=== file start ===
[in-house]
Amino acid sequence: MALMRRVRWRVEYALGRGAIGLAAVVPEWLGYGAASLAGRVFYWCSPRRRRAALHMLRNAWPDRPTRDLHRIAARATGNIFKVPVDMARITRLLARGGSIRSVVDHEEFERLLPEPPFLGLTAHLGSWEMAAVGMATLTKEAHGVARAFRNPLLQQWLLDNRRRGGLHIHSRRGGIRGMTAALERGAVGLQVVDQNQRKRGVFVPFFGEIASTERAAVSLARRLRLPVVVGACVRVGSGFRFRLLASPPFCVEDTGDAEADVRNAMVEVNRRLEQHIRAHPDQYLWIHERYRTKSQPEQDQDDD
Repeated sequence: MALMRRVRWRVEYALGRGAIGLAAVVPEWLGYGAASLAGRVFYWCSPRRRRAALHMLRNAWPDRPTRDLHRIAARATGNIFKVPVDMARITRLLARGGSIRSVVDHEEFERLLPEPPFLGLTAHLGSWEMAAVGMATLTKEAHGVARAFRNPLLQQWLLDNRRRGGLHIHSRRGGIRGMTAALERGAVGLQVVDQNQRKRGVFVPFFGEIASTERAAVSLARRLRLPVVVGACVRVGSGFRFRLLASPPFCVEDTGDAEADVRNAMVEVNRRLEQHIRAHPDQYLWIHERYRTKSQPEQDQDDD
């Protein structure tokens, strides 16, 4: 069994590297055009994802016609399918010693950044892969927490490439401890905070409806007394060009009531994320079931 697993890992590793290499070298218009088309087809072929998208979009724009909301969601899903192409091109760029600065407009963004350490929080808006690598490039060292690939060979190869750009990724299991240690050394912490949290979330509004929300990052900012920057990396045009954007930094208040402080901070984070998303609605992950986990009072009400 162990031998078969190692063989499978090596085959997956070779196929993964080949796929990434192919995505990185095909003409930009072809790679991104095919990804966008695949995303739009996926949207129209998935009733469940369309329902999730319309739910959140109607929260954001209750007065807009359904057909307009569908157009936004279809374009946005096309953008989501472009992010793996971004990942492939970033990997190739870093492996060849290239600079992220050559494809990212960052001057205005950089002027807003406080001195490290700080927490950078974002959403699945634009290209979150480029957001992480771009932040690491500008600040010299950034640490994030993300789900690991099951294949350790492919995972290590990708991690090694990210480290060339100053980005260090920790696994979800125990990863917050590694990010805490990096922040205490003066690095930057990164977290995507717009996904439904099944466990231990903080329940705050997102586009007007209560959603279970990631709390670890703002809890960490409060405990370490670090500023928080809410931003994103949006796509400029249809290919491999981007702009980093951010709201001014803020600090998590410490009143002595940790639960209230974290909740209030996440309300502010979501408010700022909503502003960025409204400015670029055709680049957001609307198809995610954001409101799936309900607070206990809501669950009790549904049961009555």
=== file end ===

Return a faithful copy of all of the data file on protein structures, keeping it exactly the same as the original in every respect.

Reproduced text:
[in-house]
Amino acid sequence: MALMRRVRWRVEYALGRGAIGLAAVVPEWLGYGAASLAGRVFYWCSPRRRRAALHMLRNAWPDRPTRDLHRIAARATGNIFKVPVDMARITRLLARGGSIRSVVDHEEFERLLPEPPFLGLTAHLGSWEMAAVGMATLTKEAHGVARAFRNPLLQQWLLDNRRRGGLHIHSRRGGIRGMTAALERGAVGLQVVDQNQRKRGVFVPFFGEIASTERAAVSLARRLRLPVVVGACVRVGSGFRFRLLASPPFCVEDTGDAEADVRNAMVEVNRRLEQHIRAHPDQYLWIHERYRTKSQPEQDQDDD
Repeated sequence: MALMRRVRWRVEYALGRGAIGLAAVVPEWLGYGAASLAGRVFYWCSPRRRRAALHMLRNAWPDRPTRDLHRIAARATGNIFKVPVDMARITRLLARGGSIRSVVDHEEFERLLPEPPFLGLTAHLGSWEMAAVGMATLTKEAHGVARAFRNPLLQQWLLDNRRRGGLHIHSRRGGIRGMTAALERGAVGLQVVDQNQRKRGVFVPFFGEIASTERAAVSLARRLRLPVVVGACVRVGSGFRFRLLASPPFCVEDTGDAEADVRNAMVEVNRRLEQHIRAHPDQYLWIHERYRTKSQPEQDQDDD
């Protein structure tokens, strides 16, 4: 069994590297055009994802016609399918010693950044892969927490490439401890905070409806007394060009009531994320079931 697993890992590793290499070298218009088309087809072929998208979009724009909301969601899903192409091109760029600065407009963004350490929080808006690598490039060292690939060979190869750009990724299991240690050394912490949290979330509004929300990052900012920057990396045009954007930094208040402080901070984070998303609605992950986990009072009400 162990031998078969190692063989499978090596085959997956070779196929993964080949796929990434192919995505990185095909003409930009072809790679991104095919990804966008695949995303739009996926949207129209998935009733469940369309329902999730319309739910959140109607929260954001209750007065807009359904057909307009569908157009936004279809374009946005096309953008989501472009992010793996971004990942492939970033990997190739870093492996060849290239600079992220050559494809990212960052001057205005950089002027807003406080001195490290700080927490950078974002959403699945634009290209979150480029957001992480771009932040690491500008600040010299950034640490994030993300789900690991099951294949350790492919995972290590990708991690090694990210480290060339100053980005260090920790696994979800125990990863917050590694990010805490990096922040205490003066690095930057990164977290995507717009996904439904099944466990231990903080329940705050997102586009007007209560959603279970990631709390670890703002809890960490409060405990370490670090500023928080809410931003994103949006796509400029249809290919491999981007702009980093951010709201001014803020600090998590410490009143002595940790639960209230974290909740209030996440309300502010979501408010700022909503502003960025409204400015670029055709680049957001609307198809995610954001409101799936309900607070206990809501669950009790549904049961009555």